Monday, September 05, 2005

Guatemalteca Bakery

After a cheerful stroll through Pico-Union today (two "green card" vendor solicitations, one lost car of French tourists), Ian and I ended up at this tremendous Guatemalan bakery/restaurant/grocery store some ways away on Beverly [4032 Beverly Blvd, Downtown LA, 213-382-9451, 6am-9pm]. Lunchtime line is about ten deep, testifying to high quality of the baked goods and steam table fare, as well as the overwhelming Central American nature of the 'hood.

As Gold documents, there is a parallel universe of antojitos, but we didn't try the enchiladas (actually like a miniature clayuda), tostadas (crispy tortilla smeared with sauce) or tacos-that-looked-like-flautas. Instead, we opted for comidas, lunch plates with the hearty stew called carne guisada or in my case a kidney/intestine concoction, revolcado. These were awesome, big servings of tomato-ey goodness with excellent arroz and the pureed kind of black beans, go for the crusty roll instead of tortillas. Also on the menu are a frijoles blanco or white bean/beef stew, and the tasty looking sausage longaniza among others. Not bad for $4.50! The locals were bringing in their own plastic containers and filling them to the brim, now that's service. Woman in front of me spent $47 which can only mean she was feeding about 15 people for a week.

We also sampled a chuchito or tamale which was more in the Mexican style than full-on Nicaraguan/Honduran goodness. Guatemalteca dishes up the pan/roll with assorted fillings, and we scored a pan con chile to go - eggy chile relleno in a crusty tapered-at-the-ends pan. Judiciously reheated, this was terrific later at night. I love sandwiches made with stuffed items, and the relleno contained shredded beef, peas and carrots; a lusty whole when combined with crusty roll, mayonesa and lettuce. Lastly, the quesadilla here is not grilled tortillas and cheese, but a fabulously rich cake bread made with sour cream and sprinkled with sesame seeds (sold at the bakery counter). A small round one is 50 cents, and a giant slab $2. I foolishly went for the slab and will have to ration it carefully for the sake of my arteries.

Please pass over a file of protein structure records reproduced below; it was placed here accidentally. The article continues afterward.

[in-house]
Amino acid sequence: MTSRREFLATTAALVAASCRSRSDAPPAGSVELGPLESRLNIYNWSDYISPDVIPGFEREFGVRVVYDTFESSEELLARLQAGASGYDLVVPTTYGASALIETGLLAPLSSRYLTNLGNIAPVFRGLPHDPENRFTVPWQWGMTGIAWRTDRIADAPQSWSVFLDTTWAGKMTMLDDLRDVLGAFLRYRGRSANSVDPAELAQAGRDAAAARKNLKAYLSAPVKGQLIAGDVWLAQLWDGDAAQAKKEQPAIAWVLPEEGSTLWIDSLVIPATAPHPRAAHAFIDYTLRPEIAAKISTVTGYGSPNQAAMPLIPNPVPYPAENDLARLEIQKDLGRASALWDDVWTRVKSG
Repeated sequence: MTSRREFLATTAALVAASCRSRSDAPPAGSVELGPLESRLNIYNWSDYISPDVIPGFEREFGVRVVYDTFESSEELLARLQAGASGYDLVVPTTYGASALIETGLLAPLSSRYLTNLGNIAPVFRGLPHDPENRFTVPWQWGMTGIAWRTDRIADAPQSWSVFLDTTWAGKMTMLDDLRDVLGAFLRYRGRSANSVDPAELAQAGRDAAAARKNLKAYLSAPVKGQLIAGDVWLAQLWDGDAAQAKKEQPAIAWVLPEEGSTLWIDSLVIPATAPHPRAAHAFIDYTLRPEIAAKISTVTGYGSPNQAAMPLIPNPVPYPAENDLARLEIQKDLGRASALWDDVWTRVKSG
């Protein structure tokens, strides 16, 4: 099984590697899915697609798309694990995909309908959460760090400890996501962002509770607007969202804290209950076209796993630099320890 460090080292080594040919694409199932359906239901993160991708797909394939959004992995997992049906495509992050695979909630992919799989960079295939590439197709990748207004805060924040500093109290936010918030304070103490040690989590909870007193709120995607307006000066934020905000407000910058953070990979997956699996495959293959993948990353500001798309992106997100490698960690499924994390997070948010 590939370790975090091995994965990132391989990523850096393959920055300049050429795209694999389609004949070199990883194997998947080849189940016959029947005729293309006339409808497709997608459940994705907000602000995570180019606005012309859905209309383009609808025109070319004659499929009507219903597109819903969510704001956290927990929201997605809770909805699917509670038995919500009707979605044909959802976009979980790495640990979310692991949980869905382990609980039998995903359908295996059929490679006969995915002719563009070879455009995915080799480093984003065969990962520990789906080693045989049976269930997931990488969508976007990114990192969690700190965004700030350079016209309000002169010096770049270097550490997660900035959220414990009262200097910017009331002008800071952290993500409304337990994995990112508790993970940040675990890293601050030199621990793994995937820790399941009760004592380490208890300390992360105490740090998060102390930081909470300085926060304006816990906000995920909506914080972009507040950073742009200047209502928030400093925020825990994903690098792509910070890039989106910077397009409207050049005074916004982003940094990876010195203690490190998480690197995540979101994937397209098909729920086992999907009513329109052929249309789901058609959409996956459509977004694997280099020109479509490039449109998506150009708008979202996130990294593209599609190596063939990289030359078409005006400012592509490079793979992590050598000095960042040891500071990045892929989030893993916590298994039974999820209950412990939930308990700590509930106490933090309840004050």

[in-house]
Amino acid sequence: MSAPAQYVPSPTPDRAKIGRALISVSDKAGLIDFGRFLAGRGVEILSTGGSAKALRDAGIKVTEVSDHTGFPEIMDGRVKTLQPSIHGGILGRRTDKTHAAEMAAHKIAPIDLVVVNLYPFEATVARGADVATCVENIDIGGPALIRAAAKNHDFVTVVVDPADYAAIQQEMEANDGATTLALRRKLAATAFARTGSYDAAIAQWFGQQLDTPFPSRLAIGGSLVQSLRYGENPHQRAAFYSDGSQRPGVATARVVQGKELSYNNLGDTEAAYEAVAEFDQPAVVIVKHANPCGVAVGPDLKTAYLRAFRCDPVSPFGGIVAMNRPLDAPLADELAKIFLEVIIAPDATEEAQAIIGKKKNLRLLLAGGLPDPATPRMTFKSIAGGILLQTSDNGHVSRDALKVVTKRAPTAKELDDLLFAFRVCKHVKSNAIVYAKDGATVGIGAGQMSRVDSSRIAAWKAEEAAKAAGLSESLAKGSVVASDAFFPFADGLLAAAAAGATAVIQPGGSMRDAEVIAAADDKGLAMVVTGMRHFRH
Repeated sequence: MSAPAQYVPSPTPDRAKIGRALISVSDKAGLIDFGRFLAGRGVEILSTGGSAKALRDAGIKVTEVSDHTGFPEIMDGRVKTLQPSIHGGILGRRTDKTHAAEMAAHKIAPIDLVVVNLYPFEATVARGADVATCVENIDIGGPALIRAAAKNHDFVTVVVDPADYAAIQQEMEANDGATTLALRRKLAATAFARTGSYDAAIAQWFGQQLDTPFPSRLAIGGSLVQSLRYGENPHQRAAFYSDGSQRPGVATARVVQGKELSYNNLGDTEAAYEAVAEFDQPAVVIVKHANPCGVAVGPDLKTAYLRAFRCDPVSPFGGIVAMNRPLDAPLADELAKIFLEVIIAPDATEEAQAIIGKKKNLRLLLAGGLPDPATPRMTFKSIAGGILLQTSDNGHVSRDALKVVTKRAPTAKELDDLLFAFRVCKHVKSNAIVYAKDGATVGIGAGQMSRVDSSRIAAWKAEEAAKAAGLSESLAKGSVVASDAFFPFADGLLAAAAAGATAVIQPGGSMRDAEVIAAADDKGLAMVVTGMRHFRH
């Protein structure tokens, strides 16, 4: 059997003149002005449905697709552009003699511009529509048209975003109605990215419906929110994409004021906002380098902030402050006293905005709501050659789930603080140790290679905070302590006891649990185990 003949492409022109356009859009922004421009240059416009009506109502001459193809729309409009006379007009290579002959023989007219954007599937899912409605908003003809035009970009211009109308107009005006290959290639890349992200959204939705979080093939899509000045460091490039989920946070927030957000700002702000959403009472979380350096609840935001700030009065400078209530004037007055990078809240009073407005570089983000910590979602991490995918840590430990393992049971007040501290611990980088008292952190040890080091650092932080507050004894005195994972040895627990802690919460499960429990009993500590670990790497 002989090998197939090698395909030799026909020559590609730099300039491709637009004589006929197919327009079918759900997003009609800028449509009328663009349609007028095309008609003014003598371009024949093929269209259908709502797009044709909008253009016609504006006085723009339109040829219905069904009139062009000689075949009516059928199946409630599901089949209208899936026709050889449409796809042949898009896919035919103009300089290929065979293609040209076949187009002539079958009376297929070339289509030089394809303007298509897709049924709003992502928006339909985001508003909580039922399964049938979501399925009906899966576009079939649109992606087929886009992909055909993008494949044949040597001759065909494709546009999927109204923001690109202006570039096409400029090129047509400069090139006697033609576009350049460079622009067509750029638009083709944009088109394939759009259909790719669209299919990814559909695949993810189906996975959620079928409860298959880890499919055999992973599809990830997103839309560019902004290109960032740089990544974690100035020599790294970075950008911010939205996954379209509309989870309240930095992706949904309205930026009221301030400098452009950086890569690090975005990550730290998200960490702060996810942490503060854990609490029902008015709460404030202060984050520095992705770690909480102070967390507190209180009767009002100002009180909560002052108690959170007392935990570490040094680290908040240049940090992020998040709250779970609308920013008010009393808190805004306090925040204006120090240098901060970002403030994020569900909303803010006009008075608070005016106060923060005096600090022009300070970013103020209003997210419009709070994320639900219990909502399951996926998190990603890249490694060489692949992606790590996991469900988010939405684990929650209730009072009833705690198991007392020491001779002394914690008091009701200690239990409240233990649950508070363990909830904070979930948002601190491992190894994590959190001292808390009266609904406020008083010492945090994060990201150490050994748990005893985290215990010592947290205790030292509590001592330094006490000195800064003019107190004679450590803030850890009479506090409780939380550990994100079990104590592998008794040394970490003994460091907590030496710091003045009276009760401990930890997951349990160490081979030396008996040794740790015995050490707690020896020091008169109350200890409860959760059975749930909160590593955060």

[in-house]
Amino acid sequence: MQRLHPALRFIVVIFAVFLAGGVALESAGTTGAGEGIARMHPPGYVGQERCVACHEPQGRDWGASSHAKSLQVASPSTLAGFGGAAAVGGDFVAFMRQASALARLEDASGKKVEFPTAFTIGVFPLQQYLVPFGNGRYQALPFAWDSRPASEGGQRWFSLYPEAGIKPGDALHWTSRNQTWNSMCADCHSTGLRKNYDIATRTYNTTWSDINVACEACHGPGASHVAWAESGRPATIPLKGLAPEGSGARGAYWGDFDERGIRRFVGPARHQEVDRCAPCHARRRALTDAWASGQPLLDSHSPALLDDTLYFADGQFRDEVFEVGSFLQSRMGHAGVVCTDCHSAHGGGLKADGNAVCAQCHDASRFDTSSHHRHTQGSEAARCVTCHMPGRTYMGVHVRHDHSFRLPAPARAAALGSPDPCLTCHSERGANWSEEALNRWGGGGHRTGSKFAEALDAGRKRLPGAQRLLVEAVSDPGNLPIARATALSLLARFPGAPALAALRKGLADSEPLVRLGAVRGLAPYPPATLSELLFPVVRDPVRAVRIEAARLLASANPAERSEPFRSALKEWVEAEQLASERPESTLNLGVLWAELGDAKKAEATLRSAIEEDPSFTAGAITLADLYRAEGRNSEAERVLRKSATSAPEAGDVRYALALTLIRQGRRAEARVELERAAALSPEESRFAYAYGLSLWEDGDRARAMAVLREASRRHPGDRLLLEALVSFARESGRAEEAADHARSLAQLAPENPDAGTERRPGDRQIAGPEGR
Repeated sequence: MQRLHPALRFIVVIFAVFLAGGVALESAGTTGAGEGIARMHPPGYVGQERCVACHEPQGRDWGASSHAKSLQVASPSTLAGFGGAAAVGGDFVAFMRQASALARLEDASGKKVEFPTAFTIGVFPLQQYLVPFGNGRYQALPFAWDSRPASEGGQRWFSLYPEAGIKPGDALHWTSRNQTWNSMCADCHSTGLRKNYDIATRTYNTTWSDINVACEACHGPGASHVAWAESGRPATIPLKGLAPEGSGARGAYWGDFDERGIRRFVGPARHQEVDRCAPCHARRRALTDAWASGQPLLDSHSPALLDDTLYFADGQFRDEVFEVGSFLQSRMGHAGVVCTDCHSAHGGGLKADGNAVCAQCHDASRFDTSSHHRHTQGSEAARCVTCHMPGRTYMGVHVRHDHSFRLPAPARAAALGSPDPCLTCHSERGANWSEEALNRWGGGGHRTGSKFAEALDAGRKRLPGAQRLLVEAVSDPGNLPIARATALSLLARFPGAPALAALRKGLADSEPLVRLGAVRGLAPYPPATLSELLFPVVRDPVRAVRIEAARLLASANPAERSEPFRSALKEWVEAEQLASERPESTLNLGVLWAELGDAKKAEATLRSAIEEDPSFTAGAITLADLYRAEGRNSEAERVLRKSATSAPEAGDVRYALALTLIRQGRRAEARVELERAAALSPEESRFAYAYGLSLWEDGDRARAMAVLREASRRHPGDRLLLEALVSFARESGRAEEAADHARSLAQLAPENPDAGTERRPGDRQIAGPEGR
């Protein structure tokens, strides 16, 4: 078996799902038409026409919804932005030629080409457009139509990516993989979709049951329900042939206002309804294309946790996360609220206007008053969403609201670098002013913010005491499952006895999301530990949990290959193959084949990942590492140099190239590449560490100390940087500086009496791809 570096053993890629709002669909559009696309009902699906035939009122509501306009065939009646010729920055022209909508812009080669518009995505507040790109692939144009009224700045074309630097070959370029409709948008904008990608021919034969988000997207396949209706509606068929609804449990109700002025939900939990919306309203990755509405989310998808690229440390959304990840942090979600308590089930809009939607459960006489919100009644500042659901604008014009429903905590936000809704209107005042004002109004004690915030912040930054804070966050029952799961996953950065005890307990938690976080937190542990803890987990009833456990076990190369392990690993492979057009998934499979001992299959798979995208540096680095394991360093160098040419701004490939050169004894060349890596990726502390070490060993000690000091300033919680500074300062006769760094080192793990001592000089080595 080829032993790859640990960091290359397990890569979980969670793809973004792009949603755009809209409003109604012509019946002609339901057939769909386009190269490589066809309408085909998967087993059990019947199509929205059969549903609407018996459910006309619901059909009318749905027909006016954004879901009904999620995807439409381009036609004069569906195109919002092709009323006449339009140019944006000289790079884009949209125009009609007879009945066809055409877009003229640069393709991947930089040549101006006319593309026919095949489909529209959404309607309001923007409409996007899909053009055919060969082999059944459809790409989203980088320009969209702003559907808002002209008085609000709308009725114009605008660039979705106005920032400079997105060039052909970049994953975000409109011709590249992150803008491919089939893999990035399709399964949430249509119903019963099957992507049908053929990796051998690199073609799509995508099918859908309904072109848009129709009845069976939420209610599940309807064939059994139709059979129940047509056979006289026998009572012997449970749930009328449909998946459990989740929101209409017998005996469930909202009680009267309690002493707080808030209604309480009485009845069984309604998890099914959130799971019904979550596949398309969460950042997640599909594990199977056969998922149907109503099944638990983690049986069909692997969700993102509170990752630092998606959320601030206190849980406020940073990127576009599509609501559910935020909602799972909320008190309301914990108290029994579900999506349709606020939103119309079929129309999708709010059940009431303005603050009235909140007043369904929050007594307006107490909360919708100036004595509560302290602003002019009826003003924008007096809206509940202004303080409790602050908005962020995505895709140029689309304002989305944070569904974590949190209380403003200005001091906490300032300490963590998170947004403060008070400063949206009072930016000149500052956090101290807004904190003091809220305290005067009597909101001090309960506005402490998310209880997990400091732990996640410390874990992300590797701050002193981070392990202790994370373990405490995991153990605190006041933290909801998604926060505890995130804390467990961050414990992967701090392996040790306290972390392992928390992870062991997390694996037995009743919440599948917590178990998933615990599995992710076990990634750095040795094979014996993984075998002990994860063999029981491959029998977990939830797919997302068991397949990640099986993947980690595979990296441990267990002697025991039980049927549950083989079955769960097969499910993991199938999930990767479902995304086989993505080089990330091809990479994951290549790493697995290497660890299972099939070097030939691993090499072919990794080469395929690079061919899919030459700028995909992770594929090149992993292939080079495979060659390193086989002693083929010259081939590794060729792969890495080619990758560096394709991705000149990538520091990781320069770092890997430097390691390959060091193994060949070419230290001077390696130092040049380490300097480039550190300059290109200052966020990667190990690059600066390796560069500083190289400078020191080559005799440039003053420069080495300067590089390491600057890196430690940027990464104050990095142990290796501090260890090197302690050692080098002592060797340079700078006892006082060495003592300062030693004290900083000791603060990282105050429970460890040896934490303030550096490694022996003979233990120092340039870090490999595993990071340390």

Having sampled the higher-end at Paseo Chapin I can say that the more utilitarian Guatemalan fare is also a winner. The peeps are here and once again the quality is unmistakable, give it a try if you haven't had an authentically Los Angeles Centro-American meal before.


Many Koreatown pleasures are centred on the one-dish restaurant, and even the more sophistimicated barbeque emporia feature copious quantities of grilled meat at the heart of one's meal. Thus Yongsusan [950 S. Vermont Ave. Los Angeles, CA 90005 (213) 388-3042] is a most unusual Korean restaurant, serving a "Royal Kaesong" banquet style in which individual dishes are brought to one's table; the focus is on smaller portions of great delicacy and multiple course set menus. My friends and I tried the $28 set menu, which proved to be outstanding value:

Pumpkin porridge
. Possibly the gluiest thing I've eaten all year, but with a sweet and rich pumpkin flavour. I finished every drop.
Mung bean jelly. A sesame oil-rich preparation of jelly strips.
Bean sprouts. With a chilli touch and even apricot slivers.
Jellyfish. Served with shredded cucumber, halved shrimp and the preserved eggs called peih dan in Cantonese. This trio of cold dishes were very good, a nice way to begin a large and filling banquet.
Steamed pork. Awesome fatty pork cut, cooked very simply.
Grilled sea scallops. On a skewer with mushroom and broccoli. This was perfectly grilled, just browned outside but still moist. Delectable.
Bosam kimchi. Something of a house specialty, this is a whole small cabbage head stuffed and pickled with the addition of Asian pears, onions and other things. I loved it, particularly with the thrill of discovering unusual things inside.
Beef stew. With radish and carrot, this was meltingly soft with a pure intensely beefy flavour. A great dish superior to the best niku jaga I have had in Japanese restaurants.
Anchovy, seaweed, radish panchan
Soup with rice balls. A really nice clear broth with small rice balls, deceptively delicious and a suitable plain dish to finish a meal of great extravagance.
Ginger and cinnamon soup with ginger cookie. A soup that might have been painfully sweet if not for it's powerful blast of ginger and spice. Ginger cookie is many-layered and crunchy, surprisingly delicious (where can I buy these?) and definitely not an afterthought - waitress pointed out that it is good for one's digestion.

I've waited a long time to try Yongsusan, and it was truly exceptional. I don't know of any restaurant to compare in LA, and unlike Umenohana it doesn't show any signs of closing soon. For this price the attentive service, beautifully presented food and refined flavours are worth a try for any kind of celebration, however minor.

P.S. Yong Su San is literally Dragon Water Mountain, the latter two surprisingly similar to Cantonese.
P.P.S. During our meal we enjoyed the spectacle of some amazing balloon decorations being assembled for festivities later that night. $250 buys two palm trees, several monkeys, and multiple fish/octopi for some lucky child. Happy Birthday Andrew!